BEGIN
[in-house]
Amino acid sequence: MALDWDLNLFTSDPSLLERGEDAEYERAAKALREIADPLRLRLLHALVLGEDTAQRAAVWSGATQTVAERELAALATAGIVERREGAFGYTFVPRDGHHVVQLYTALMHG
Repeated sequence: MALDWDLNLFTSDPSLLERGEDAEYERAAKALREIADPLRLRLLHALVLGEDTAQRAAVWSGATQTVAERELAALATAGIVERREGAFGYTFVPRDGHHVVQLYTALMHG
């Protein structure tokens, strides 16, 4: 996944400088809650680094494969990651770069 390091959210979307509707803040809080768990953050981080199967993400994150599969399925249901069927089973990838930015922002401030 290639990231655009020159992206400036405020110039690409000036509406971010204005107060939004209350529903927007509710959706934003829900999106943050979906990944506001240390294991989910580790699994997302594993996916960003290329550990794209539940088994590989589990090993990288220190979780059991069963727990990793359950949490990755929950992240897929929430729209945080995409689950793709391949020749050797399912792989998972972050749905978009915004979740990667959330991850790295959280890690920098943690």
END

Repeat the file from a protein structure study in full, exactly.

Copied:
[in-house]
Amino acid sequence: MALDWDLNLFTSDPSLLERGEDAEYERAAKALREIADPLRLRLLHALVLGEDTAQRAAVWSGATQTVAERELAALATAGIVERREGAFGYTFVPRDGHHVVQLYTALMHG
Repeated sequence: MALDWDLNLFTSDPSLLERGEDAEYERAAKALREIADPLRLRLLHALVLGEDTAQRAAVWSGATQTVAERELAALATAGIVERREGAFGYTFVPRDGHHVVQLYTALMHG
């Protein structure tokens, strides 16, 4: 996944400088809650680094494969990651770069 390091959210979307509707803040809080768990953050981080199967993400994150599969399925249901069927089973990838930015922002401030 290639990231655009020159992206400036405020110039690409000036509406971010204005107060939004209350529903927007509710959706934003829900999106943050979906990944506001240390294991989910580790699994997302594993996916960003290329550990794209539940088994590989589990090993990288220190979780059991069963727990990793359950949490990755929950992240897929929430729209945080995409689950793709391949020749050797399912792989998972972050749905978009915004979740990667959330991850790295959280890690920098943690």